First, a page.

What Would You Tell Steve Jobs About Customer Experience?

When I joined the financial services team at Forrester in 2000, my boss made me write a report about how the financial services was going to change. He wanted some far-reaching, “seminal” report on the industry. I predicted — and I guess to some extent, prescribed — that the industry should “atomize”, that is, deconglomerate into smaller, highly-focused, organizations.

In other words, the exact opposite of what Citigroup was doing in 2000.

I received a call from a client at Citi, who said “Interesting report. If I get you a meeting with [then-CEO] Sandy Weill, will you stand behind these predictions and prescriptions as it pertains to us?”

I should have said yes, but I think I said no. Probably didn’t matter, it’s unlikely I would really have gotten that chance.

But one thing I’ve carried around with me since that interaction was the following acid test, as it pertains to comments, predictions, and prescriptions I make: Would I say that to Sandy Weill? In other words, would I go in front of a Fortune 500 CEO with what I’m saying?

I was reminded of this this morning when I saw the following tweet about “customer experience” (I’m pretty sure it was uttered by a speaker at a customer experience conference):

Self-sustaining customer-centric experience and processes is the ultimate stage in the CXP journey.

So…would you say that to Sandy Weill? Or, to be more current, to Steve Ballmer, Steve Jobs, or Jeff Bezos?

Ballmer would throw you out on your delusional ass. Jobs would probably be a lot more polite about it. Bezos might even engage you on the topic for a while. But I’m willing to bet that all three of them — not to mention Sandy Weill — would think the same thing I did when I saw that statement: WHAT THE HELL DOES THAT MEAN?

This is actually a common reaction I have to a lot of the discussion in the customer experience world. It’s a lot of meaningless platitudes about how oh-so-important the customer experience is (which, oddly enough I believe), but nothing concrete about what customer experience management really is. And just as importantly, what it isn’t.

I recently saw a blog post that defined customer experience as “the sum of all experiences a customer has with a supplier of goods or services.”

Well, that certainly helps us narrow it down, doesn’t it?

This is the problem with the whole customer experience management thing: There’s no there there.

Oh, there’s no shortage of consumer-based research that purports to show how critical the “customer experience” is to customer loyalty. But, from a management experience, if this so-called experience is the “sum of all experiences” how does a firm get its arms around managing and improving that “experience.”

Even worse, how does a firm expect one individual — a so-called Chief Customer Experience Officer — to do anything about it?

At best, in many firms, what passes for “customer experience management” is nothing but web site design. Want proof? Here’s a tweet from an Asst VP of Customer Experience at a very well respected financial institution (like that doesn’t give it away):  “All this focus on web sites feels outdated. We need to talk about distributing experiences across channels.”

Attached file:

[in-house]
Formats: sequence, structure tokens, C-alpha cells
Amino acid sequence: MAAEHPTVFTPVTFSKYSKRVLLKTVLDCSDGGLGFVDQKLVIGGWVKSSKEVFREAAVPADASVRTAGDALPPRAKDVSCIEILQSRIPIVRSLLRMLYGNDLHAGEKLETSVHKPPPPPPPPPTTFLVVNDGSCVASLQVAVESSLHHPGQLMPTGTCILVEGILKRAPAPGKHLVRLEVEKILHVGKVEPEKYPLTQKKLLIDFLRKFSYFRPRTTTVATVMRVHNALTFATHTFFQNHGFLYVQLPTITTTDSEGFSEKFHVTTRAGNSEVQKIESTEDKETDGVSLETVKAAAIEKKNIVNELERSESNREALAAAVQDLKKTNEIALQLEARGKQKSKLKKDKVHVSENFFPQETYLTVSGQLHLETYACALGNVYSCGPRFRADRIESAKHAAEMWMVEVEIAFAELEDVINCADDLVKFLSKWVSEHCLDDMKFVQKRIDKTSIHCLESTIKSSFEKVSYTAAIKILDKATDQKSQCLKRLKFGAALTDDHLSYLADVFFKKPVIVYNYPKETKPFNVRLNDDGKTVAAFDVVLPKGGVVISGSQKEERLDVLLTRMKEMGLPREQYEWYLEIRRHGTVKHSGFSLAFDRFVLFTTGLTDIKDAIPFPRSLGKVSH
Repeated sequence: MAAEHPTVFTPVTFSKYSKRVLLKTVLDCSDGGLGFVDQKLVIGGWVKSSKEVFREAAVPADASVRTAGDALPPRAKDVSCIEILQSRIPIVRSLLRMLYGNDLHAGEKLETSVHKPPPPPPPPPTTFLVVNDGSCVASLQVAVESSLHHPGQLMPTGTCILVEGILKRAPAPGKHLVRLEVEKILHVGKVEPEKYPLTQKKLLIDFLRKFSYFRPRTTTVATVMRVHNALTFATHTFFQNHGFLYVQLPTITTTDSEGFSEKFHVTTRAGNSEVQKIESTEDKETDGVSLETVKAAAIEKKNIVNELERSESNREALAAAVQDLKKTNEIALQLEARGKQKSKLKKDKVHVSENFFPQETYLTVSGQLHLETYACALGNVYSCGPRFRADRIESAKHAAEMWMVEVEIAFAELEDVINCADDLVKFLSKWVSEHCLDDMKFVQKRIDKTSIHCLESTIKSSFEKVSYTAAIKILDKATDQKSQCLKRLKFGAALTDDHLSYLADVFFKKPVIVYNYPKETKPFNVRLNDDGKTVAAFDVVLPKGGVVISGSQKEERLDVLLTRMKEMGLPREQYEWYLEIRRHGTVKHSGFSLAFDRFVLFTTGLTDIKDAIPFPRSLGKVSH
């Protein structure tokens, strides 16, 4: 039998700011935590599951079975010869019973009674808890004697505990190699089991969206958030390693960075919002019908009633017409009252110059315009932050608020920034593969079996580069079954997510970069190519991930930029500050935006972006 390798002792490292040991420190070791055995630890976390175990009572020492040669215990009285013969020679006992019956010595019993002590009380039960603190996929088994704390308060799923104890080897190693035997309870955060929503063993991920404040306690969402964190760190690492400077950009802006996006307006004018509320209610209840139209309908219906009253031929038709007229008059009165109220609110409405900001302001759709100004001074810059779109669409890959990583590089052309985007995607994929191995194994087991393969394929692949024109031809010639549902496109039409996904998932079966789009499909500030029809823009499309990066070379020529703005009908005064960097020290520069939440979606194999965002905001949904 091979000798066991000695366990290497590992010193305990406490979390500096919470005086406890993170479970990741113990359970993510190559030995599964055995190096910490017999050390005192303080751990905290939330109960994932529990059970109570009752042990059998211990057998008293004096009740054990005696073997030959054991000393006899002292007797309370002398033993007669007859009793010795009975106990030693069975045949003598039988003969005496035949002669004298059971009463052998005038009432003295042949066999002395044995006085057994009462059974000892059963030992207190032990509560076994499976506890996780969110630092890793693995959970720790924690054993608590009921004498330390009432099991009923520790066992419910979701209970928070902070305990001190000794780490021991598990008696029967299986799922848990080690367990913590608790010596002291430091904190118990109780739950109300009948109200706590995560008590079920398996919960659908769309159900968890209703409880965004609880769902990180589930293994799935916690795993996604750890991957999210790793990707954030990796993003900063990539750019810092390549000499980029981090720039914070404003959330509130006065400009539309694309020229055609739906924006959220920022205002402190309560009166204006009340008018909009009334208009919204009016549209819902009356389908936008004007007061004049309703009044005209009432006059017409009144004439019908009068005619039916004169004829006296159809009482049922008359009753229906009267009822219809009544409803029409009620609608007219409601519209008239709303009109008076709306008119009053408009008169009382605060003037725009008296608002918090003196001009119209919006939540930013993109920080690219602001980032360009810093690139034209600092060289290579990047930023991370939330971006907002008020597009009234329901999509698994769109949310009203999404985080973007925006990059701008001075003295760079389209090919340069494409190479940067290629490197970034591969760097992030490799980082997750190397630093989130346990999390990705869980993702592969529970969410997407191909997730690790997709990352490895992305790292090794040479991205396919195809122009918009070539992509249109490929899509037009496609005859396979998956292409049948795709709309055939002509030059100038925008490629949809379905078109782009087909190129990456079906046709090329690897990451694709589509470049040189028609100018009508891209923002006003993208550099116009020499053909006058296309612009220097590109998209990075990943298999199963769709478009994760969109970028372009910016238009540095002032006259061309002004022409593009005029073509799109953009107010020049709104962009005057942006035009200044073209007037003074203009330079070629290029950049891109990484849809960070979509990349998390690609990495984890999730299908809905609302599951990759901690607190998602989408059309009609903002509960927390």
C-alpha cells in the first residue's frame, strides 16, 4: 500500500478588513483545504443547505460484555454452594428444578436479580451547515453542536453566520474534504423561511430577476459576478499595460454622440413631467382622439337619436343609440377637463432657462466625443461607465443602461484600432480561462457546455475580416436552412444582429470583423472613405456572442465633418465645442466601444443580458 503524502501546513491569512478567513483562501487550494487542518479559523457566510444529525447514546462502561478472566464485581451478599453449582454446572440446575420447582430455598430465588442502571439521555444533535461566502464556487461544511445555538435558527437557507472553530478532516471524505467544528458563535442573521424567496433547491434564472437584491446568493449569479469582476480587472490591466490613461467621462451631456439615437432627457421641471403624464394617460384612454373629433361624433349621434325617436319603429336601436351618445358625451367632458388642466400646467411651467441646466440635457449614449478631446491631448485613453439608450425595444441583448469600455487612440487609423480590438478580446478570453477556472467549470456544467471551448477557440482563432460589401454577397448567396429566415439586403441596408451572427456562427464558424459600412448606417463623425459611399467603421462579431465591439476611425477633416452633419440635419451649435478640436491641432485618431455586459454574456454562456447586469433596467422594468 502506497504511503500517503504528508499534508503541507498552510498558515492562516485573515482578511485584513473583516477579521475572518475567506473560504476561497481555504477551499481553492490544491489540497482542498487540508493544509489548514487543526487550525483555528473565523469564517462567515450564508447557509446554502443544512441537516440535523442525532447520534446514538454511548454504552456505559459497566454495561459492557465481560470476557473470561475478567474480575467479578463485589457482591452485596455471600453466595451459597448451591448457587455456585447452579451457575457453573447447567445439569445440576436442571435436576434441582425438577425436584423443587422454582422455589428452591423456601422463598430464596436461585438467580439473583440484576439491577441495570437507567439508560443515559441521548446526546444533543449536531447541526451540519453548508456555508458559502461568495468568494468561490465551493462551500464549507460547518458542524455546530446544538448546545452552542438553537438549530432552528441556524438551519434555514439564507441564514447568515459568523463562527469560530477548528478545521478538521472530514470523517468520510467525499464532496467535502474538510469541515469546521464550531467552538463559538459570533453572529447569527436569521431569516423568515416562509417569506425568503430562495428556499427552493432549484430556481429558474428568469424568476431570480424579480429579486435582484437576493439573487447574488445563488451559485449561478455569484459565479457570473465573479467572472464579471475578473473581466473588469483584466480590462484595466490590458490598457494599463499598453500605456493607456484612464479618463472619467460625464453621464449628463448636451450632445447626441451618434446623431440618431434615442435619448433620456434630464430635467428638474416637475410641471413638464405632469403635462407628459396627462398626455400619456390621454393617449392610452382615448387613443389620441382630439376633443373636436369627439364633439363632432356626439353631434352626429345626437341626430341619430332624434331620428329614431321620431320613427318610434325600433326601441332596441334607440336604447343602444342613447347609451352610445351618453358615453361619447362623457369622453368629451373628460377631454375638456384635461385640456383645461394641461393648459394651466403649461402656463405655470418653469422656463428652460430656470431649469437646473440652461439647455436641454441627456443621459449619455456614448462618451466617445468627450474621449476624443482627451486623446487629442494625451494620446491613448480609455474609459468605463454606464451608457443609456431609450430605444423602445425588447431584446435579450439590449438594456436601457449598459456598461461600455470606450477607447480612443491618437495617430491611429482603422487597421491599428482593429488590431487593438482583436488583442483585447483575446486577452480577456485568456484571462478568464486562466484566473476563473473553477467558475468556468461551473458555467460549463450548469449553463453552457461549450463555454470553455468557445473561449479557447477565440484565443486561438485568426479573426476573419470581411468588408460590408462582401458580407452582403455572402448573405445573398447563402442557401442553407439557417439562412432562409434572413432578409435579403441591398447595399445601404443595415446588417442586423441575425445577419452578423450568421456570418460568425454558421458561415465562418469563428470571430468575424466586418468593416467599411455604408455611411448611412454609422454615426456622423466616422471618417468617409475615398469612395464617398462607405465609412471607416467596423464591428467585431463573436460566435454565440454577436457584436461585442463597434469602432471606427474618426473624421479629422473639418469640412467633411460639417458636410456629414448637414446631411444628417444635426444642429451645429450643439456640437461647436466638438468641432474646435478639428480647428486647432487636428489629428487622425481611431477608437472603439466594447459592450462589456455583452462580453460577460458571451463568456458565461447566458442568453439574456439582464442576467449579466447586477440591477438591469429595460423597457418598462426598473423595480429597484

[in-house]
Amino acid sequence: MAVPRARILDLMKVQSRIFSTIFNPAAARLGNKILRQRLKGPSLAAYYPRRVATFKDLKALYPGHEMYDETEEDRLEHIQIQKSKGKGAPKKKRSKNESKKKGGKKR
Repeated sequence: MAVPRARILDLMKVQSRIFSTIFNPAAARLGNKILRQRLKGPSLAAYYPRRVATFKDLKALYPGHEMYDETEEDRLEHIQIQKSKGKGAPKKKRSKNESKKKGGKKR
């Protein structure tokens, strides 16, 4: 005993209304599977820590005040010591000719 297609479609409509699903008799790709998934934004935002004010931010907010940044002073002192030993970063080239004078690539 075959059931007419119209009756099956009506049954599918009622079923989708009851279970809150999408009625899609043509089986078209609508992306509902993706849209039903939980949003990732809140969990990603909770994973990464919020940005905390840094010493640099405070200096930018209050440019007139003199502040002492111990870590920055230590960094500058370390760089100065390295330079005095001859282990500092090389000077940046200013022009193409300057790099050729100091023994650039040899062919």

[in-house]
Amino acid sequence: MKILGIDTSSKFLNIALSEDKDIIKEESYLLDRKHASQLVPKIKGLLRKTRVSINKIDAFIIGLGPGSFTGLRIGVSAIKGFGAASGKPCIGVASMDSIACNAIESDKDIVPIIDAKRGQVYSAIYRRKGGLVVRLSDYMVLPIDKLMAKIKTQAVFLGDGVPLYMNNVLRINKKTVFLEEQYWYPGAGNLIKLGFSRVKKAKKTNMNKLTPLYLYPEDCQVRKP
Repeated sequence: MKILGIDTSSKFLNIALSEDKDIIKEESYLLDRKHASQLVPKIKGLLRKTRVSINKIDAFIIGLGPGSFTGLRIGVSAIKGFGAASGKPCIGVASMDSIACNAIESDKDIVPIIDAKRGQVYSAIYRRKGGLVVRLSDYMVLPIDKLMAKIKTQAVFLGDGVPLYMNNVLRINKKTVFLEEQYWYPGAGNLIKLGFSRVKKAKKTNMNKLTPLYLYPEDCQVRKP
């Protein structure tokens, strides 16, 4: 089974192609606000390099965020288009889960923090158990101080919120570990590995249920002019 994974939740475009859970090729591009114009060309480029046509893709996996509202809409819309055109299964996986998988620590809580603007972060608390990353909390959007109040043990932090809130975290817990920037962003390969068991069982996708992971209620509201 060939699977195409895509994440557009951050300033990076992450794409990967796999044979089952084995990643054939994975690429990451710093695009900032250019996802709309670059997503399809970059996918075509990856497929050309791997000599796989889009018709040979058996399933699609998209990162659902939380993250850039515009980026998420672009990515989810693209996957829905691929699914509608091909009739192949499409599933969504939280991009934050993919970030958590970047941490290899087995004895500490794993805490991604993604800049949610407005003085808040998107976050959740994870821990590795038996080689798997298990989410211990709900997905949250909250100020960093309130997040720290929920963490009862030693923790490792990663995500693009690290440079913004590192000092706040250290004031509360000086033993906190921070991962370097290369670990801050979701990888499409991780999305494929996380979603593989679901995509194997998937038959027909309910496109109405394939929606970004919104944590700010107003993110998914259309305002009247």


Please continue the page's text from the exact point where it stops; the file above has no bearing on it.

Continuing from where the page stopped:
In other words, all this talk about cross-channel customer experience management is just that — talk.

The common thread in the “sum of all experiences” is that there are underlying business processes supporting and delivering that experience. I didn’t say there’s always a well-defined, smoothly-running business process.

The key to making customer experience management something real isn’t “distributing experiences across channels” — it’s reviving the lost art and science of reengineering.

Twenty years ago, reengineering, or business process redesign, was the buzzword du jour. Everybody was doing it (no exaggeration). It devolved into a codeword for layoffs, but let’s not throw the baby out with the bath water. Many firms learned how to analyze process flows, redesign those flows, and improve the efficiency of business processes.

But those efforts didn’t always improve the effectiveness of the processes. What was missing was the customer perspective.

We need reengineering today. Not only because we need to bring the customer perspective to bear, but because twenty years ago, few(er) customer interactions happened online, and even fewer in the mobile channel. It’s bad enough we don’t have cross-channel processes, what passes as online processes are more often rooted in site design than process design.

The necessary ingredient to making customer experience management something real isn’t more web site designers, it’s more people with a Six Sigma background.

The thinking behind making customer experience management something real isn’t “self-sustaining customer-centric experiences and stages in the CXP journey.” It’s improving business processes.